January 20, 2010
Mike Leach's attorney informed a Lubbock judge Wednesday that the erstwhile Texas Tech coach "cannot get a job" since being controversially ousted by Tech last month, but the Leach coaching tree is spreading its branches nonetheless. Louisiana Tech has reportedly hired Leach protegé Sonny Dykes to replace Tennessee-bound Derek Dooley as its head coach, thereby committing the Bulldog offense to airing it out for the foreseeable future, come hell or high water. (And this being Northern Louisiana, you know their standards for both are unusually high.)
Dykes comes from a three-year stint as offensive coordinator at Arizona, but his formative years as a coach were spent under Leach's wing when both were on Hal Mumme's staff at Kentucky in the late nineties and later in seven years at Texas Tech (where Dykes' dad, Spike, preceded Leach). Like Leach, the younger Dykes is the rare football coach who didn't play football in college -- he was a Red Raider baseball player -- and sometimes he even looks like Leach from the right angle. When Sonny took the "Air Raid" philosophy to Tucson as offensive coordinator in 2007, it immediately improved the Wildcats' dismal scoring average by more than 10 points per game, a leap they sustained over the last two seasons despite major personnel turnover last year (as well as an extreme reliance on the bubble screen). Dykes' offenses haven't put the ball in the air quite as often as Leach's, but 'Zona led the Pac-10 in pass attempts two of Dykes' three years there, and (more importantly) has evolved into a reliable bowl team after a decade of uninterrupted futility.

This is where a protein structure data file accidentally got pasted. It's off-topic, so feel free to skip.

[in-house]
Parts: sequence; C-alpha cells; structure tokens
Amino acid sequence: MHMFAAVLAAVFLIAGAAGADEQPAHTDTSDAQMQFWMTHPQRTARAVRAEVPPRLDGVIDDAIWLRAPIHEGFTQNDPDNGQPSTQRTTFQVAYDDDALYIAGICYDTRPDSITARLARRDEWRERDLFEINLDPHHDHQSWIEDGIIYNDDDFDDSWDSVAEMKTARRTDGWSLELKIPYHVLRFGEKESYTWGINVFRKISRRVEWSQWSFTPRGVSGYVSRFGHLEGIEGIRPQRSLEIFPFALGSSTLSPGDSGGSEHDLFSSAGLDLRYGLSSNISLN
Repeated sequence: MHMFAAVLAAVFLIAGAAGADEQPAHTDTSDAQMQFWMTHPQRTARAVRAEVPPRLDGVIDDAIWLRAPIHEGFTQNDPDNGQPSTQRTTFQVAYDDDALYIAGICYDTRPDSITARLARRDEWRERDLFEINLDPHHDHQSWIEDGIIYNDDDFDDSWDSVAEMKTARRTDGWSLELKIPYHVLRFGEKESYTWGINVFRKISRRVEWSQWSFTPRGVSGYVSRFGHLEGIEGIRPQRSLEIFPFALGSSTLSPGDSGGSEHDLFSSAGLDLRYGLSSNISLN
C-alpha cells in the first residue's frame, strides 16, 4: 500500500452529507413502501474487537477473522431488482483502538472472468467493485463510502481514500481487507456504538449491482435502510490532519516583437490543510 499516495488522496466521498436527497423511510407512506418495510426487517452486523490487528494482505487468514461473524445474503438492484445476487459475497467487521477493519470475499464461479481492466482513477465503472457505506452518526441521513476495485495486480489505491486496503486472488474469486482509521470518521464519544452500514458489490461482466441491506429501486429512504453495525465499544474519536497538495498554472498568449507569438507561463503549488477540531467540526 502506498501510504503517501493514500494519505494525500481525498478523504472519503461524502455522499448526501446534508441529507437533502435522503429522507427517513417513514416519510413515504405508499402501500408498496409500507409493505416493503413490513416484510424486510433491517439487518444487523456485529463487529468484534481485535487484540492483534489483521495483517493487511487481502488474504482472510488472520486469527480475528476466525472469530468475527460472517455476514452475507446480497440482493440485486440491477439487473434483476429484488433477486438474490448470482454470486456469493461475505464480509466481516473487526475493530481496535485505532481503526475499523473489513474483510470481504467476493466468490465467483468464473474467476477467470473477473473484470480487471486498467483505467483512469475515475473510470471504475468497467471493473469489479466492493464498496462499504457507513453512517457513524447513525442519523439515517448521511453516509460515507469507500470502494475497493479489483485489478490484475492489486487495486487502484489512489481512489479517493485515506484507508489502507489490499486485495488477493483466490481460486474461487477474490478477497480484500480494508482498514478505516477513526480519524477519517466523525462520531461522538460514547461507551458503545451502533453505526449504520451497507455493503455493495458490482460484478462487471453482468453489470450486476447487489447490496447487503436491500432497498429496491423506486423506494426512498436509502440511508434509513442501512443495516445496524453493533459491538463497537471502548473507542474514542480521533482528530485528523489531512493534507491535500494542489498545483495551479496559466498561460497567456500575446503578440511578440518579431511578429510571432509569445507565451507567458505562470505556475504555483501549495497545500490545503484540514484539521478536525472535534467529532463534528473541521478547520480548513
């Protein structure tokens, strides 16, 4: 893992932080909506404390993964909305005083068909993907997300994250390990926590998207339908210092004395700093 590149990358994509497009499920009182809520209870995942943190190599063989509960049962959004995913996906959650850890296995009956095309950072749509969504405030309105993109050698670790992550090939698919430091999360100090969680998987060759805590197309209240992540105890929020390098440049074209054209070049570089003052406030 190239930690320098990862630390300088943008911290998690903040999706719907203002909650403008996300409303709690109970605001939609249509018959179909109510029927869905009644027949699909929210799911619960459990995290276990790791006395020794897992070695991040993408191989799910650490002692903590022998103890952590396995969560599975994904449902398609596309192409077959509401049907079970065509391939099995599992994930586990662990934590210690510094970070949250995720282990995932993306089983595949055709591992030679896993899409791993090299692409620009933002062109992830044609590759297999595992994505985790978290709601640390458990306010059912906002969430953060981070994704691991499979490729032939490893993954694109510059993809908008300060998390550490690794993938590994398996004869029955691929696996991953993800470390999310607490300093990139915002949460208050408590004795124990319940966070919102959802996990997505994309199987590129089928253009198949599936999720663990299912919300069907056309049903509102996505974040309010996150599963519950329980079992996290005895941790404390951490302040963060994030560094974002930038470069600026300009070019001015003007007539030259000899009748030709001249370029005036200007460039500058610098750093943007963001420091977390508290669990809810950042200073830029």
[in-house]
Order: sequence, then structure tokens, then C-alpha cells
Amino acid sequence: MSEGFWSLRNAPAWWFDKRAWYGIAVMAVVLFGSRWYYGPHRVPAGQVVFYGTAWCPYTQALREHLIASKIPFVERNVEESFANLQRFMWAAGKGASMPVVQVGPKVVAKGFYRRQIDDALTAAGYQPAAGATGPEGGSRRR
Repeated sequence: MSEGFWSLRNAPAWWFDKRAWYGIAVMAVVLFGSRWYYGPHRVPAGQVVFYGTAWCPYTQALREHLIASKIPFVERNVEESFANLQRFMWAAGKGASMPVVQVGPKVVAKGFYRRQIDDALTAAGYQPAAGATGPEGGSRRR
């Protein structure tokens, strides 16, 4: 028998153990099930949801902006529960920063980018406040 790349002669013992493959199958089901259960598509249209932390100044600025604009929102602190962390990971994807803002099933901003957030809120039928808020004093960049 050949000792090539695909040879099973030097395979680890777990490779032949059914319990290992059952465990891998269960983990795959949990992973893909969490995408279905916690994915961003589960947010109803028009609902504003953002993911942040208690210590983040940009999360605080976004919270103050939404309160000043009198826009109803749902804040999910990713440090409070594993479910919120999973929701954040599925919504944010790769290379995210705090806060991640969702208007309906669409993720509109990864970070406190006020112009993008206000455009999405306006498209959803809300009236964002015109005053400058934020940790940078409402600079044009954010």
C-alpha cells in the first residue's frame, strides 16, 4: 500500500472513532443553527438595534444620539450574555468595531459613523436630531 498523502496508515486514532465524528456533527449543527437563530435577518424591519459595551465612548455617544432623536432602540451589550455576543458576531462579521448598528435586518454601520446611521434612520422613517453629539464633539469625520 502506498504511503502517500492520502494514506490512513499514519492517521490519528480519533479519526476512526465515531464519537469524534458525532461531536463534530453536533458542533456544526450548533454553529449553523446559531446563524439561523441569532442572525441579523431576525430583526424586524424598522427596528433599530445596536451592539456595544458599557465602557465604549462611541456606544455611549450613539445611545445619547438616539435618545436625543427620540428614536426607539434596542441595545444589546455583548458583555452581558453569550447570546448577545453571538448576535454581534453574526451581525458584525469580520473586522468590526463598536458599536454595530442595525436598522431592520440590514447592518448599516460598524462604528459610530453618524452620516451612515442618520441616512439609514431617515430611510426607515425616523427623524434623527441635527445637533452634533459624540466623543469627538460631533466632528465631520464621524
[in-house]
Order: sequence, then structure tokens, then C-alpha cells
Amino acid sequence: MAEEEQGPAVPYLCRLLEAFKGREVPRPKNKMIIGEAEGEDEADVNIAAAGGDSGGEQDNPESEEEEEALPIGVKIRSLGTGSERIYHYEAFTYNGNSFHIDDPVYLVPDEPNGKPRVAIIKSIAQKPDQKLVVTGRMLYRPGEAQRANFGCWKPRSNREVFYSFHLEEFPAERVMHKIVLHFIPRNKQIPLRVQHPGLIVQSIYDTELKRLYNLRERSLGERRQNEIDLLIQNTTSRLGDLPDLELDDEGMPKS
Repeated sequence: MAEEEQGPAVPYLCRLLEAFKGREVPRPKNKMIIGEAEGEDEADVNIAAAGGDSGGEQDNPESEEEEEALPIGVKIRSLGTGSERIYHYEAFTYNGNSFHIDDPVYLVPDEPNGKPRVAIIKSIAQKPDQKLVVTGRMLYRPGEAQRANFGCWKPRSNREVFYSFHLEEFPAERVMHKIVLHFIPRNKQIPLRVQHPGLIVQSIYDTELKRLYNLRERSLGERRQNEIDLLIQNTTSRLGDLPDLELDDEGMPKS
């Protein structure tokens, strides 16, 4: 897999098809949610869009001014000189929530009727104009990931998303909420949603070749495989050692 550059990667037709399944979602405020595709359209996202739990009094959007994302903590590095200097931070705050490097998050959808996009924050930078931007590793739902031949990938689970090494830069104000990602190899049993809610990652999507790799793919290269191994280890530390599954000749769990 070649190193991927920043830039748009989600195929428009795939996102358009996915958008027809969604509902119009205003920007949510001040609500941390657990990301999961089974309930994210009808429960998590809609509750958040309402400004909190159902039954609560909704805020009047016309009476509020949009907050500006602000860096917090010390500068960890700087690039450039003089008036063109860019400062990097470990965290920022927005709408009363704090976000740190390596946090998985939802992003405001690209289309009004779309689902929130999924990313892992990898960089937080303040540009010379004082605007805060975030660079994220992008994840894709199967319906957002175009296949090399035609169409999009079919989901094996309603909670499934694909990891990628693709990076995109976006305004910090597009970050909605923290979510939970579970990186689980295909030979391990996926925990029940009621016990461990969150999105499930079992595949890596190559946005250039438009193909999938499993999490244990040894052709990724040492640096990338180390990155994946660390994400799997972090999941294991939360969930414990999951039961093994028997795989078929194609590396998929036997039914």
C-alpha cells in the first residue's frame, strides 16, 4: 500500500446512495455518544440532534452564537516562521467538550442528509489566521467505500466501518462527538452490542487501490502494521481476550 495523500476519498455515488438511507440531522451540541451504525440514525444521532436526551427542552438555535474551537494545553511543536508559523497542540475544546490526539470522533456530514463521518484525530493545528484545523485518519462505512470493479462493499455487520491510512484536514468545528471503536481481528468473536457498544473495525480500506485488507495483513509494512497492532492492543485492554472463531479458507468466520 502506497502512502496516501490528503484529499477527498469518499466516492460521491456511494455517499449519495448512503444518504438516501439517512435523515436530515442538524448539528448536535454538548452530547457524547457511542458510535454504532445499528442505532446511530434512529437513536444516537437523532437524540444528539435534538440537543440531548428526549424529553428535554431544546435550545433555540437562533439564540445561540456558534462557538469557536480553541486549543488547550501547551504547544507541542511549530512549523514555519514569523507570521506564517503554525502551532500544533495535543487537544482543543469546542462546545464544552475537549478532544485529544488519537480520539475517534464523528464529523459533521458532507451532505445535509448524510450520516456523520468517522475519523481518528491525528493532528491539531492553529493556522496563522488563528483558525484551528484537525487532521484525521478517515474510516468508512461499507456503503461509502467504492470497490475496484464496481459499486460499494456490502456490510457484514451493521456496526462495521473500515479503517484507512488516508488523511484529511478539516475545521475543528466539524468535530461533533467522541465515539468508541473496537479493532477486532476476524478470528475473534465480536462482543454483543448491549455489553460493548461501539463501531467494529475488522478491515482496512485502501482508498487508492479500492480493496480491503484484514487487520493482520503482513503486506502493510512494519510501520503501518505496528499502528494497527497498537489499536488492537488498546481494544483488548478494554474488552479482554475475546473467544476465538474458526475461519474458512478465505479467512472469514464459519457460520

It's also interesting to see Louisiana Tech's attempt to recapture the high-flying philosophy that defined its best teams of the modern era, the Tim Rattay-to-Troy Edwards outfits that threatened every passing record on the books and put together one of the best three-year runs in school history from 1997-99 -- including an upset over eventual SEC champ Alabama in '99. Since Rattay's graduation, the Bulldogs have been a nondescript, ground-based team under Dooley and his predecessor, Jack Bicknell, and descended into obscurity even by WAC standards. If he can make things even slightly interesting in Ruston again without employing a shed, Dykes looks like another legacy hire on his way to bigger things down the line.